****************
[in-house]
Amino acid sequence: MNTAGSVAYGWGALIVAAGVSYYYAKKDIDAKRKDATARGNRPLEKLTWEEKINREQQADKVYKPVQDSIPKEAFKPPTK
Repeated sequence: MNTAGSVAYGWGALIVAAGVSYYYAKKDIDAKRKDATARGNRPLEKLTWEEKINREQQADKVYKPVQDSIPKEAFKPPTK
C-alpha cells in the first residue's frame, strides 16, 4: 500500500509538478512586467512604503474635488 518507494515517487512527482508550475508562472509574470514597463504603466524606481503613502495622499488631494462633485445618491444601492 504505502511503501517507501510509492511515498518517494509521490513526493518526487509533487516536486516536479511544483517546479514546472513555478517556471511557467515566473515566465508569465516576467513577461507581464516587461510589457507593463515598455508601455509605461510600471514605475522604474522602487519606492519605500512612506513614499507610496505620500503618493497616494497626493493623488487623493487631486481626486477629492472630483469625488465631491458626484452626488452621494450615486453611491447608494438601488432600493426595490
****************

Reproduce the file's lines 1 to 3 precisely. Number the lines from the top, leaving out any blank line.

[in-house]
Amino acid sequence: MNTAGSVAYGWGALIVAAGVSYYYAKKDIDAKRKDATARGNRPLEKLTWEEKINREQQADKVYKPVQDSIPKEAFKPPTK
Repeated sequence: MNTAGSVAYGWGALIVAAGVSYYYAKKDIDAKRKDATARGNRPLEKLTWEEKINREQQADKVYKPVQDSIPKEAFKPPTK